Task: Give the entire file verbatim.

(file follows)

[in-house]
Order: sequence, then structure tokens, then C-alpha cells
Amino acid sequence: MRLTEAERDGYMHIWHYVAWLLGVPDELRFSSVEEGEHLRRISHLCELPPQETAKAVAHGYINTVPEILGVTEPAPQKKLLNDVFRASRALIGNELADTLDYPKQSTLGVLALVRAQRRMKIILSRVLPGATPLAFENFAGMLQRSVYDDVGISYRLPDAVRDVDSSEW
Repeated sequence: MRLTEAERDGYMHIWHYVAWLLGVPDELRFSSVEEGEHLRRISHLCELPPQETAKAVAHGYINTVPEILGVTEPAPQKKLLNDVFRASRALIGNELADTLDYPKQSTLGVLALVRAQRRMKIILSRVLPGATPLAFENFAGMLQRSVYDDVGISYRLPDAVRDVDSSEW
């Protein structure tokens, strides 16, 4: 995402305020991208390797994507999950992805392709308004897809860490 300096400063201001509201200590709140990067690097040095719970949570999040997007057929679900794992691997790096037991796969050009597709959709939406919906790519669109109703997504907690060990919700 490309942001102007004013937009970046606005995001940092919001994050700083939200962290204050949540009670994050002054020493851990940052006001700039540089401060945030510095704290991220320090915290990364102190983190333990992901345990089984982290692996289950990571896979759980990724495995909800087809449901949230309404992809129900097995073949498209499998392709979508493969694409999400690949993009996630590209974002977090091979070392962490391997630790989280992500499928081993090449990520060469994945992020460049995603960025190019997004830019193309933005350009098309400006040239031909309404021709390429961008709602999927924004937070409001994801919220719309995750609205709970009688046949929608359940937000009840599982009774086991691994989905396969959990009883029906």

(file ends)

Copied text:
[in-house]
Order: sequence, then structure tokens, then C-alpha cells
Amino acid sequence: MRLTEAERDGYMHIWHYVAWLLGVPDELRFSSVEEGEHLRRISHLCELPPQETAKAVAHGYINTVPEILGVTEPAPQKKLLNDVFRASRALIGNELADTLDYPKQSTLGVLALVRAQRRMKIILSRVLPGATPLAFENFAGMLQRSVYDDVGISYRLPDAVRDVDSSEW
Repeated sequence: MRLTEAERDGYMHIWHYVAWLLGVPDELRFSSVEEGEHLRRISHLCELPPQETAKAVAHGYINTVPEILGVTEPAPQKKLLNDVFRASRALIGNELADTLDYPKQSTLGVLALVRAQRRMKIILSRVLPGATPLAFENFAGMLQRSVYDDVGISYRLPDAVRDVDSSEW
């Protein structure tokens, strides 16, 4: 995402305020991208390797994507999950992805392709308004897809860490 300096400063201001509201200590709140990067690097040095719970949570999040997007057929679900794992691997790096037991796969050009597709959709939406919906790519669109109703997504907690060990919700 490309942001102007004013937009970046606005995001940092919001994050700083939200962290204050949540009670994050002054020493851990940052006001700039540089401060945030510095704290991220320090915290990364102190983190333990992901345990089984982290692996289950990571896979759980990724495995909800087809449901949230309404992809129900097995073949498209499998392709979508493969694409999400690949993009996630590209974002977090091979070392962490391997630790989280992500499928081993090449990520060469994945992020460049995603960025190019997004830019193309933005350009098309400006040239031909309404021709390429961008709602999927924004937070409001994801919220719309995750609205709970009688046949929608359940937000009840599982009774086991691994989905396969959990009883029906």